Eskom bosses in hot water over poor record-keeping
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Cape Town - Eskom's leaders found themselves in hot water yesterday when it emerged that they had failed to provide adequate documents in the auditing of their finances for the 2020-21 financial year.
This comes as Parliament's Standing Committee on Public Accounts was intent on holding those responsible accountable.
ANC MP Bheki Hadebe noted that up to R11 billion in irregular expenditure was incurred and there was no sufficient record of the expenditure.
“Who is responsible for such? Hadebe asked.
The power utility's chief finance officer Calib Cassim maintained that the R11.7bn was a combination of new irregular expenditure in the year under review and amounts picked from previous years.
“The new transaction in the financial year is R2.2bn and half of it is for fuel oil emergencies,” Cassim said.
The auditor-general qualified Eskom for the fifth year in a row due to incomplete and inaccurate disclosure of irregular expenditure.
Eskom leaders were also found wanting on expenditure management, procurement and contract management, consequence management and revenue generation.
On Tuesday Cassim said they acknowledged the shortcoming and would ensure that the necessary record-keeping was in place.
But, Scopa chairperson Mkhuleko Hlengwa said they wanted to know why there were no documents.
“Acknowledgement goes nowhere,” Hlengwa said.
Cassim claimed not to have the details with him and asked for time to furnish the specific details.
When pressed on disciplinary action, he showed slides which showed dismissals, warnings and suspensions and told MPS that they had a review committee that analysed the suppliers.
Hlengwa insisted that the slide did not say a lot because the committee wanted the details.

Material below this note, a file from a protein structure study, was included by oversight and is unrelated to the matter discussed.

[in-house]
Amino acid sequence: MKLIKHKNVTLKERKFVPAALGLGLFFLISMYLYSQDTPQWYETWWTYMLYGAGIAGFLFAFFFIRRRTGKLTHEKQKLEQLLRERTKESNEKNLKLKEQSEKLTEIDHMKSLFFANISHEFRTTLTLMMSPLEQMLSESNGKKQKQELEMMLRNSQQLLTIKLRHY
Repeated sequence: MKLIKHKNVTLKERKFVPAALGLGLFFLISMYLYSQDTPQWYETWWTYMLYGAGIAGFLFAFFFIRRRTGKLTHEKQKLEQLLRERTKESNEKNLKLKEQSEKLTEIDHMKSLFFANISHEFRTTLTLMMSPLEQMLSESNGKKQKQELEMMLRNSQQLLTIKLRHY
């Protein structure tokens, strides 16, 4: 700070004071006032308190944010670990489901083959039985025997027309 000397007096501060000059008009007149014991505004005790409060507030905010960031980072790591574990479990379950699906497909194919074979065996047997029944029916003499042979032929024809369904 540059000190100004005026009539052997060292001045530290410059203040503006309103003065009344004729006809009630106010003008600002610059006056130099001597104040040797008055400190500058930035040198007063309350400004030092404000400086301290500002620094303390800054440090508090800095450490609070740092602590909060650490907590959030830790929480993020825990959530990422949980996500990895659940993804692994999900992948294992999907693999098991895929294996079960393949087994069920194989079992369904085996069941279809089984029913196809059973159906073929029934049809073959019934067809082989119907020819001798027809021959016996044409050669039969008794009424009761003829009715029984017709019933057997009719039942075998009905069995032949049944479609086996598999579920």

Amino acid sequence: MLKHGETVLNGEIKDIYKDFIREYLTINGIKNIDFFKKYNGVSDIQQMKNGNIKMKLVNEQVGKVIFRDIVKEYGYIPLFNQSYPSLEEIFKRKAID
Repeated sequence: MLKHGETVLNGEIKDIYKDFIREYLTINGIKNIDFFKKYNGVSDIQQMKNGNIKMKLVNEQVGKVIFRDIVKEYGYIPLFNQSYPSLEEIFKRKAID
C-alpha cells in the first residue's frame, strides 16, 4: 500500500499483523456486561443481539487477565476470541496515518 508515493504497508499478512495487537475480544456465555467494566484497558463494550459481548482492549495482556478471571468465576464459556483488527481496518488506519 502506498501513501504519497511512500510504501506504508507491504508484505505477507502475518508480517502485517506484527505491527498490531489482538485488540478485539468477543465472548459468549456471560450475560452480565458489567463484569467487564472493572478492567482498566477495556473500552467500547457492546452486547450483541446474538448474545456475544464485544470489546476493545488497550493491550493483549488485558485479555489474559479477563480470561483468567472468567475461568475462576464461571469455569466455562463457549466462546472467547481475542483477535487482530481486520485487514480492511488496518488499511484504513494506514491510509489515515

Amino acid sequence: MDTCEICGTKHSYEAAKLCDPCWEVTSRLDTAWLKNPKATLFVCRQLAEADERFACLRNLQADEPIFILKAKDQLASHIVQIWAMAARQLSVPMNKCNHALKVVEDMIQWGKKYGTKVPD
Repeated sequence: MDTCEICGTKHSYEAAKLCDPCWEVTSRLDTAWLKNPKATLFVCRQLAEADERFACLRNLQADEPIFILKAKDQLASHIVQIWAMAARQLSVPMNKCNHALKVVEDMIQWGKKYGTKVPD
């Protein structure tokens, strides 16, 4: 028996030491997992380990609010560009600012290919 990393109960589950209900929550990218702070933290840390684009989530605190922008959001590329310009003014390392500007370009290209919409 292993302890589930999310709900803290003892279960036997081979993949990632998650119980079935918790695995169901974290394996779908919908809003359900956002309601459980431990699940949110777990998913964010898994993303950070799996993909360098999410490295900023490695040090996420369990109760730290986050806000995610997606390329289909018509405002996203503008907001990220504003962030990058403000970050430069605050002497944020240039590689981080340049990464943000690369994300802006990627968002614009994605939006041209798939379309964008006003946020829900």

It was at this point that Hadebe said it was an offence to deceive, mislead or fail to keep accurate or complete records.
“We raise this not because we are petty. You have transgressed the Company’s Act. The audit team could not do their work,” he charged.
Hadebe said Eskom appeared to have not done anything about record-keeping.
“Did you act on the failure to keep records? Who are the guilty parties, what sanctions were imposed on the individuals?
“Surely you should have prepared a detailed report,” he said.
CEO Andre de Ruyter said there were annexures accompanying their report to Scopa with the names but asked the names be not distributed owing to investigations and court cases.
But, Hlengwa said they were asking why there was no record-keeping.
“What is the reason provided by those who should keep the records?” he said.
Hlengwa highlighted that they were insisting on the question because at Prasa there was a problem of poor record-keeping that led to minutes of the board not being compiled.
Cassim said many of their records were manually kept.
“We don’t have an automated system,” he said.
Cassim also said bringing the documents on time for audit purposes had proved a challenge as they did not meet the audit requirements.
“We need to automate that system in terms of record-keeping.”
Cassim said: “The monitoring, we have to improve.”
Hlengwa noted with concern that there appeared to have been no audit plan to attend to the record-keeping though it was a repeat finding.
“Why find wanting on a basic accounting procedure – record-keeping?” he said.
De Ruyter said they were dealing with the matter in accordance with their bigger obligations.
Board chairperson Malegapuru Makgoba said the board had communicated to the executives to do everything in their power to do away with repeat findings.
“That is a decision communicated to the CFO and his team,” Makgoba said, adding there had been some consequence management that took place since their appointment.